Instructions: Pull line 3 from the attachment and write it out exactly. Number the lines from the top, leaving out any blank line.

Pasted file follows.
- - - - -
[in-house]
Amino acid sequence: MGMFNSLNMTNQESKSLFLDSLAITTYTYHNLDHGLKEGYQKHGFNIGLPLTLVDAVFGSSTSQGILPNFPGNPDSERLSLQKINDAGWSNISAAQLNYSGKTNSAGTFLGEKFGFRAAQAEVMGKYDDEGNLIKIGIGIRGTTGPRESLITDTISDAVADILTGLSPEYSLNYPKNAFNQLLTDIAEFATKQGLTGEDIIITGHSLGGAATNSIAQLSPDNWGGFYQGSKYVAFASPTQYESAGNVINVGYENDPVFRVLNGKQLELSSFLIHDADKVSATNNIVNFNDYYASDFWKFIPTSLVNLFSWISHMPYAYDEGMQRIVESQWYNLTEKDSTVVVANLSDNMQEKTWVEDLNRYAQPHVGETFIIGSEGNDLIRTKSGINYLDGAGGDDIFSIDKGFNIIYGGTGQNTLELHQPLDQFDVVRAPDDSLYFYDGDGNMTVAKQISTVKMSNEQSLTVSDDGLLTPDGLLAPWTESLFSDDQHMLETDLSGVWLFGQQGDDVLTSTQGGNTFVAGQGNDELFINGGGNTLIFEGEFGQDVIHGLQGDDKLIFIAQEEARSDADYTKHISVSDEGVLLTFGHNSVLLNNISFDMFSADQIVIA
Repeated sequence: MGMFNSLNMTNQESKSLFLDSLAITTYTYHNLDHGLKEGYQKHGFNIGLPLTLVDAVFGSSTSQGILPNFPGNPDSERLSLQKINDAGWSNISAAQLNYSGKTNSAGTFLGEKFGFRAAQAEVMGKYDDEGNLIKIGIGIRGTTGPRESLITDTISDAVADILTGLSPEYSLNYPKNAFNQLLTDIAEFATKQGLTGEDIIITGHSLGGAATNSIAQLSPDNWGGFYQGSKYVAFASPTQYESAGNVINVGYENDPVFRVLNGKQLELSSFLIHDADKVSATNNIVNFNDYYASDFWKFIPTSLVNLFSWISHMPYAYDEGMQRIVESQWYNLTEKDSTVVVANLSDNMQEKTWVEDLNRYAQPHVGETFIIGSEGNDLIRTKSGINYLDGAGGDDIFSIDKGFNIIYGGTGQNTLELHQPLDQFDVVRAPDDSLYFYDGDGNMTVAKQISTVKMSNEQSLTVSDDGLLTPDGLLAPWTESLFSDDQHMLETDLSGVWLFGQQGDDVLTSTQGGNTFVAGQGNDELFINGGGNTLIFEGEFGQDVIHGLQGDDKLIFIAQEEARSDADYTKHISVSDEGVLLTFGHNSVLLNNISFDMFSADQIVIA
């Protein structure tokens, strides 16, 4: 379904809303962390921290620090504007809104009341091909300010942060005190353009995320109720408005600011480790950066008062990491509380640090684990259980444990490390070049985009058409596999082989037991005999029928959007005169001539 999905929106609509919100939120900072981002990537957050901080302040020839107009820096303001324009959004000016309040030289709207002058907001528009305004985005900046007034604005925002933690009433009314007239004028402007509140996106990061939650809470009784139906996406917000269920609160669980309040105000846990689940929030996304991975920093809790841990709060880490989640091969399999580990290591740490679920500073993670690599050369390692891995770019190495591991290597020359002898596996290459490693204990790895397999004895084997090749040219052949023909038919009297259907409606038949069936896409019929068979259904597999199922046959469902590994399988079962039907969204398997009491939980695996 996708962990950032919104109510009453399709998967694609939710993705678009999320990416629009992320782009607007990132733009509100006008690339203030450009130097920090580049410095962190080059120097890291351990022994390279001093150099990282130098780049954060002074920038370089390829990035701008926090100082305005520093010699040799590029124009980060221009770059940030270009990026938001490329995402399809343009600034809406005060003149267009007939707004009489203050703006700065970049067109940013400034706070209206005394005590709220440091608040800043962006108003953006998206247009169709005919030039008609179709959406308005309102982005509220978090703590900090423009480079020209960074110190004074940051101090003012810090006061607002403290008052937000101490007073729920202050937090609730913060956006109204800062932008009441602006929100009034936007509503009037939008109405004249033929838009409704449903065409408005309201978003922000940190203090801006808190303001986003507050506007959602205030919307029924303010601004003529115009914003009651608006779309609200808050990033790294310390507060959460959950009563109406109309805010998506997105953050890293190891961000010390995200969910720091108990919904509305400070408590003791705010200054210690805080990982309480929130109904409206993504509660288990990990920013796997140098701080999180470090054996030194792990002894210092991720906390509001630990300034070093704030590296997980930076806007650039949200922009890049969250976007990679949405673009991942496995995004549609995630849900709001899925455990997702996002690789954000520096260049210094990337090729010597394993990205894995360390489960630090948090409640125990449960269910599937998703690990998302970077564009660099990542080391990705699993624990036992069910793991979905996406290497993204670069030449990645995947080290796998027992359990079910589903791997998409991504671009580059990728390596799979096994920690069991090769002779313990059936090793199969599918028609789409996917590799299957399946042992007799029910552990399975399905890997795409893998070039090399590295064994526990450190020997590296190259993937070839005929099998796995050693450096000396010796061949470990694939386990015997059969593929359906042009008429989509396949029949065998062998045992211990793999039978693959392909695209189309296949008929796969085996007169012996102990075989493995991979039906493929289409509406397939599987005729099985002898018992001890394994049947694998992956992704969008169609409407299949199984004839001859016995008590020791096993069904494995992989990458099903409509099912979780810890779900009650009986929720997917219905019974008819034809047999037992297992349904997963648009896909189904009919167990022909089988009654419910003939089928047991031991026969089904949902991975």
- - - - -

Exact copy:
Repeated sequence: MGMFNSLNMTNQESKSLFLDSLAITTYTYHNLDHGLKEGYQKHGFNIGLPLTLVDAVFGSSTSQGILPNFPGNPDSERLSLQKINDAGWSNISAAQLNYSGKTNSAGTFLGEKFGFRAAQAEVMGKYDDEGNLIKIGIGIRGTTGPRESLITDTISDAVADILTGLSPEYSLNYPKNAFNQLLTDIAEFATKQGLTGEDIIITGHSLGGAATNSIAQLSPDNWGGFYQGSKYVAFASPTQYESAGNVINVGYENDPVFRVLNGKQLELSSFLIHDADKVSATNNIVNFNDYYASDFWKFIPTSLVNLFSWISHMPYAYDEGMQRIVESQWYNLTEKDSTVVVANLSDNMQEKTWVEDLNRYAQPHVGETFIIGSEGNDLIRTKSGINYLDGAGGDDIFSIDKGFNIIYGGTGQNTLELHQPLDQFDVVRAPDDSLYFYDGDGNMTVAKQISTVKMSNEQSLTVSDDGLLTPDGLLAPWTESLFSDDQHMLETDLSGVWLFGQQGDDVLTSTQGGNTFVAGQGNDELFINGGGNTLIFEGEFGQDVIHGLQGDDKLIFIAQEEARSDADYTKHISVSDEGVLLTFGHNSVLLNNISFDMFSADQIVIA